Sense and Sensibility 2008  This one’s not on YouTube. You’ve probably seen the 1995 version directed by Ang Lee. But this one’s wonderful, too, esp. because Dan Stevens (Matthew Crawley) is Edward Ferrars.

What all these have in common is that they’re adaptations, and this, gentle reader, is why Downton Abbey succeeds so well. It is not an adaptation. Downton Abbey is Dallas with corsets and British accents. On the spectrum between “soap opera” and “serious drama,” it falls toward the latter only by virtue of its aristocratic setting.

Most of the series I’ve listed above are based on books of serious literature, which contain romantic subplots along with social commentary, as does Downton Abbey. But Downton, on the other hand, need not have any fidelity to a source text written long ago when narrative was simply a whole lot pokier. Downton Abbey may look like a Merchant Ivory film, but it “reads” as fast as Hunger Games.

That’s why we love it. 

Take My Survey about Novels in MFA Programs

Take My Survey about Novels in MFA Programs

CW Programs

“Of all the ambient commonplaces about MFA programs, perhaps the only accurate one is that the programs are organized around the story form.” Chad Harbach said this in his n+1/Slate essay, “MFA or NYC?” Do you think he’s right? I want to know. I’ve created two Survey Monkey surveys, one for faculty, one for students (past and present).

Survey for Graduate Faculty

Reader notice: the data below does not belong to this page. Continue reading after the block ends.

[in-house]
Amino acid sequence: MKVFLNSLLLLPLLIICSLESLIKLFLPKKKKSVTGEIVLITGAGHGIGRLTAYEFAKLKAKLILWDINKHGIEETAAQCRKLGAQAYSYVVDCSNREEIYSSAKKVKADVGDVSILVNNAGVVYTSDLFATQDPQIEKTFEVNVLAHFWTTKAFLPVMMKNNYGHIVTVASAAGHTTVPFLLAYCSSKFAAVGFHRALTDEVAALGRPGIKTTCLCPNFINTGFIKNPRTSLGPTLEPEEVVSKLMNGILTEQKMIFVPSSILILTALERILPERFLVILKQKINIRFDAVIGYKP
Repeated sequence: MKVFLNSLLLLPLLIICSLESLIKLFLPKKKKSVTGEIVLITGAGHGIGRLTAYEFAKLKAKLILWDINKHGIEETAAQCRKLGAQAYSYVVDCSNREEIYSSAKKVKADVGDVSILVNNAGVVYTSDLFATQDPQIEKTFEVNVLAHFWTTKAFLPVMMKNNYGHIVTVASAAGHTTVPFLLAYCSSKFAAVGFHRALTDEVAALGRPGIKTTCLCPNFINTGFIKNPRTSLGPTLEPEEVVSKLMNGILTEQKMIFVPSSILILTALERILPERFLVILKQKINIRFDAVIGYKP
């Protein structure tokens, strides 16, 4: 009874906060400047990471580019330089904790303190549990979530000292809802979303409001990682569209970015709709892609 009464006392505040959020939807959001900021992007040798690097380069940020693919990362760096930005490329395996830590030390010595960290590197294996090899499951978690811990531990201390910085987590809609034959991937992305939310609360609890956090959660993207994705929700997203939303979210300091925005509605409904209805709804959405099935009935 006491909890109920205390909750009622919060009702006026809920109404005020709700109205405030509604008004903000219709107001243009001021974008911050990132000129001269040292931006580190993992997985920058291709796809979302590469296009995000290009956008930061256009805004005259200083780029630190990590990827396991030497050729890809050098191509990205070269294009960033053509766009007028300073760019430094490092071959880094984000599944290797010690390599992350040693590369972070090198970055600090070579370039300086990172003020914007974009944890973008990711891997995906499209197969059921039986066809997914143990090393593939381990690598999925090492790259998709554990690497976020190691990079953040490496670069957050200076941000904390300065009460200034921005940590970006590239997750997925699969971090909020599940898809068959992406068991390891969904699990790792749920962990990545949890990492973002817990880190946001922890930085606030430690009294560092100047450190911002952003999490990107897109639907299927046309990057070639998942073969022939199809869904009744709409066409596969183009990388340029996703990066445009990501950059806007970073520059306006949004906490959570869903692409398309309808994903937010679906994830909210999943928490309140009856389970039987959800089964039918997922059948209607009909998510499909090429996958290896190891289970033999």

Survey for MFA Students (Past and Present)

Remember: this is about graduate creative writing programs, not undergraduate.

Because your response will be anonymous, I hope you will provide honest answers. 

Survey Sample 

  • True or False: It is unreasonable to expect an MFA student to complete a publishable novel during an MFA program.
  • True or False: The best way to learn how to write fiction is develop some level of mastery over the short story before moving on to novels.
  • True or False: It is the responsibility of MFA programs to “professionalize” students about the business of fiction writing.
  • True or False: Mentoring a novelist takes more of a faculty’s limited time than mentoring students in other genres and forms.

Each survey asks 10 questions requiring a simple True or False answer. Each survey asks the same questions. And I’ll be honest here: one of the things I’m curious about is whether there’s a disconnect between what MFA faculty believe they are doing and what students perceive.   Continue reading

Weekly Words

Weekly Words

Teaching Writing